• Sat
  • Aug 30, 2014
  • Updated: 12:47pm

HKFA seeking support to prove smaller is better

PUBLISHED : Tuesday, 10 July, 2001, 12:00am
UPDATED : Tuesday, 10 July, 2001, 12:00am

The reformation of the Hong Kong Football Association will take place this evening at its premises in Ho Man Tin. At an extraordinary general meeting, members will vote for a new constitution that will streamline the administration and management of one of the oldest sporting bodies in town.


After 80 years of unwieldy politics, the HKFA will today attempt to cut its decision-making body by more than 50 per cent. The idea is to reduce the existing 25-strong council and set up a 12-member board of directors that would also include outside representation from the Government and the Hong Kong Olympic Committee.


'The present set-up is too big and has too many interested parties. We have to cope with modern management structures. A reduction in numbers would be the right move,' said Martin Lam, HKFA secretary.


The move would also go a long way to wiping out partisan club politics which many long-term observers say has been detrimental to the local game. The initiative is part of an attempt to revive Hong Kong soccer which this past season has seen a 38 per cent drop in crowd attendance - the lowest on record - and the pull-out of Instant-Dict and Yee Hope from the First Division.


This is not the first time the HKFA have tried to re-structure. The resolution was first brought up in June at an EGM but it came up short of the two-thirds majority. The association, needing 78 of the 119 available votes, came up with only 72.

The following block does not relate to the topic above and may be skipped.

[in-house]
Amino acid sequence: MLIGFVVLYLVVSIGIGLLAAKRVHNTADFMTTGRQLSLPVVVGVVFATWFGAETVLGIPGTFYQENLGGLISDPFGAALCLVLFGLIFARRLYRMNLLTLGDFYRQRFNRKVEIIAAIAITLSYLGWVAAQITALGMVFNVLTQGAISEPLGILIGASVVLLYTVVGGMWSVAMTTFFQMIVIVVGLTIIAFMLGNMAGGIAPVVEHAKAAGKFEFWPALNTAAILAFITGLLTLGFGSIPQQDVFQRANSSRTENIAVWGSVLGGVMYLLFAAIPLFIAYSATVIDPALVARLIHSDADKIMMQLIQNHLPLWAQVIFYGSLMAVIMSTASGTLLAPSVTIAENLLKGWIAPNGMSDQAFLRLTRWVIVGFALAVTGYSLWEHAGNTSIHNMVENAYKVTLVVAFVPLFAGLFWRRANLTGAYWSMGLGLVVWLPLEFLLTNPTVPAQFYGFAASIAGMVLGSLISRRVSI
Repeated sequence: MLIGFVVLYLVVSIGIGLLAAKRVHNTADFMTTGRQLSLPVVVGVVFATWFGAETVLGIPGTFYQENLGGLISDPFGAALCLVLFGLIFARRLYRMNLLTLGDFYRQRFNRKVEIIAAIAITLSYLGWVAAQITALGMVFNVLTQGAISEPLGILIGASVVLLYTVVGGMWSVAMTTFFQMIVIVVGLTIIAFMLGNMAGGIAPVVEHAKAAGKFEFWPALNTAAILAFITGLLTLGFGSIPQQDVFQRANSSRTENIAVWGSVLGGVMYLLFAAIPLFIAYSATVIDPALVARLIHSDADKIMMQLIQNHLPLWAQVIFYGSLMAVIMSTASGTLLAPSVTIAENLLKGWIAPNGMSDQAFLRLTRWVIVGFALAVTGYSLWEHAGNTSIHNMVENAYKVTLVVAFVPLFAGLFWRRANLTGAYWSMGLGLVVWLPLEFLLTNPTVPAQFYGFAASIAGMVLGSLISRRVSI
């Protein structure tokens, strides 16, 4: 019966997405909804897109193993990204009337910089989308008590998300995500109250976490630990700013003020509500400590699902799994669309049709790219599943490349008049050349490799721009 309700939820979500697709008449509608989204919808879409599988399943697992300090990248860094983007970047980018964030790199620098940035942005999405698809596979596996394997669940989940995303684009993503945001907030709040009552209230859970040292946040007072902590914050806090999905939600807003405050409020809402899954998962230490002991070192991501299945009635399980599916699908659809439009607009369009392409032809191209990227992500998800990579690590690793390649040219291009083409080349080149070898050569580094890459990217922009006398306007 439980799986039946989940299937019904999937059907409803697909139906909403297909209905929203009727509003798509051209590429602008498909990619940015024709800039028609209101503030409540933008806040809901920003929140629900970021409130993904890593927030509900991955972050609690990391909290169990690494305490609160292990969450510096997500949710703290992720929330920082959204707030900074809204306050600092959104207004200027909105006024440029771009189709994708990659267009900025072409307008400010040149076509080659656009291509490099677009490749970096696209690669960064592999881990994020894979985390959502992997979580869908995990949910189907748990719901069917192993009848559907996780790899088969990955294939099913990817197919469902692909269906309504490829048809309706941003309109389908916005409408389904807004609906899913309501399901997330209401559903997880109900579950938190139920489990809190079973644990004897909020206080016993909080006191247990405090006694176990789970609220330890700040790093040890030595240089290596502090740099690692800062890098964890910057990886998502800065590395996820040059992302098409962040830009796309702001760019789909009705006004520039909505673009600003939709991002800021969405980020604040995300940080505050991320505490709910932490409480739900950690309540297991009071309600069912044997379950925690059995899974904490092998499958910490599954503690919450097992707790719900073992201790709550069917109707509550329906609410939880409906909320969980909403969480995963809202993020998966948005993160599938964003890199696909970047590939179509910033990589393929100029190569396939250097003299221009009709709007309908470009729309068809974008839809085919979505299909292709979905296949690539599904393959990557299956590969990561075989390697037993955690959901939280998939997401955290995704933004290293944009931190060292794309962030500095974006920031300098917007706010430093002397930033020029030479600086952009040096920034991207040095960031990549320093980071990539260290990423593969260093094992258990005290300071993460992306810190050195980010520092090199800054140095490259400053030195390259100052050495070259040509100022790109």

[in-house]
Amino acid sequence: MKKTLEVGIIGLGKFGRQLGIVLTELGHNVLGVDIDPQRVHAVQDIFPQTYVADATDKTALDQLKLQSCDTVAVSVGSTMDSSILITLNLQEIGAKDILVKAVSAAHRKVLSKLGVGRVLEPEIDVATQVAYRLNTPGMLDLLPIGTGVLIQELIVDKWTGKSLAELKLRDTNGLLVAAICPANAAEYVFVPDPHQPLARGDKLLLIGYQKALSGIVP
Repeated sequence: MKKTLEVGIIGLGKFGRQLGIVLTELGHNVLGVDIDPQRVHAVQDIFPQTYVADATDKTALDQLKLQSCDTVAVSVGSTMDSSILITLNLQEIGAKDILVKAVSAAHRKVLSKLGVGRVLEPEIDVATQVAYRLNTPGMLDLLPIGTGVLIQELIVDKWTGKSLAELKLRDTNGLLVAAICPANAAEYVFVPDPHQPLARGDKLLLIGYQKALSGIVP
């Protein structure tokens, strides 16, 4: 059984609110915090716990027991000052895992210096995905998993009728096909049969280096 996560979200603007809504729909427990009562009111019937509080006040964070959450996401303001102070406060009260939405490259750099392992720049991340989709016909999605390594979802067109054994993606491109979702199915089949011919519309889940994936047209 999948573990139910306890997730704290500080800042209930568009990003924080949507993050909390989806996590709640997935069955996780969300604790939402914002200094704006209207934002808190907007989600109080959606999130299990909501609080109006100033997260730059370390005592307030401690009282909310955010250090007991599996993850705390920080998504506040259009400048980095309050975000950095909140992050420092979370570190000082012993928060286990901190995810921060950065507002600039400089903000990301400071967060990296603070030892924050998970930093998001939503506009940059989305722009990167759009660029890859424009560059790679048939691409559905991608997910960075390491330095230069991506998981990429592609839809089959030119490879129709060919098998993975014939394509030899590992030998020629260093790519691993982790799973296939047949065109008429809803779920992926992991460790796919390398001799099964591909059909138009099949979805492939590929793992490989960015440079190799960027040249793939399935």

'It was turned down last time because some members were unhappy at the idea that a representative of the Hong Kong Ladies' Football Association would be ensured an automatic berth on the new board of directors. They said it was not fair,' explained Lam.


The HKFA have dropped this now. The new proposal is that the 12 directors will comprise of a chairman and four other directors - all elected by the 47-strong members of the HKFA - three directors representing the First Division, Second Division and Third Division, and four directors representing the Home Affairs Bureau, the Leisure and Cultural Services Department, the Education Department and the Sports Federation and Olympic Committee.


'The majority of the clubs want to see this happen. If this resolution is passed, then in three weeks time we will have our annual general meeting where a new streamlined board will be elected,' said Lam on the eve of a reformation that the HKFA hopes will paint a new era for Hong Kong soccer.


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